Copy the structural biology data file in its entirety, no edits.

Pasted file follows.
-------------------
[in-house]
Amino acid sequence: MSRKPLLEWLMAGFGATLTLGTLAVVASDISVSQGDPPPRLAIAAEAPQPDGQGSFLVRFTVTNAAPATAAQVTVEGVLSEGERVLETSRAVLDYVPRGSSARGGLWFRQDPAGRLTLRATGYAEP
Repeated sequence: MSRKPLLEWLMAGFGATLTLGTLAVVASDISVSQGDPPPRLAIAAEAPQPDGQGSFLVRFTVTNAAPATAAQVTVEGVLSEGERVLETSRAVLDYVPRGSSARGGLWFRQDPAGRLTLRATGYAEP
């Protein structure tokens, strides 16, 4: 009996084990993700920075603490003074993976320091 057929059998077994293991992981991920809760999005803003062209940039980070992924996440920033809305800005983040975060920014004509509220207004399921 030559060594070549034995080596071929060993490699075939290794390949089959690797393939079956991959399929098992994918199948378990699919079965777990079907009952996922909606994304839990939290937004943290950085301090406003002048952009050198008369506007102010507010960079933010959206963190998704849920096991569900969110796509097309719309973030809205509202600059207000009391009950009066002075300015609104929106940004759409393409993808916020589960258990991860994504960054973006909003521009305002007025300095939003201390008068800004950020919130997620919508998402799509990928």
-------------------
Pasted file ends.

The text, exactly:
[in-house]
Amino acid sequence: MSRKPLLEWLMAGFGATLTLGTLAVVASDISVSQGDPPPRLAIAAEAPQPDGQGSFLVRFTVTNAAPATAAQVTVEGVLSEGERVLETSRAVLDYVPRGSSARGGLWFRQDPAGRLTLRATGYAEP
Repeated sequence: MSRKPLLEWLMAGFGATLTLGTLAVVASDISVSQGDPPPRLAIAAEAPQPDGQGSFLVRFTVTNAAPATAAQVTVEGVLSEGERVLETSRAVLDYVPRGSSARGGLWFRQDPAGRLTLRATGYAEP
């Protein structure tokens, strides 16, 4: 009996084990993700920075603490003074993976320091 057929059998077994293991992981991920809760999005803003062209940039980070992924996440920033809305800005983040975060920014004509509220207004399921 030559060594070549034995080596071929060993490699075939290794390949089959690797393939079956991959399929098992994918199948378990699919079965777990079907009952996922909606994304839990939290937004943290950085301090406003002048952009050198008369506007102010507010960079933010959206963190998704849920096991569900969110796509097309719309973030809205509202600059207000009391009950009066002075300015609104929106940004759409393409993808916020589960258990991860994504960054973006909003521009305002007025300095939003201390008068800004950020919130997620919508998402799509990928």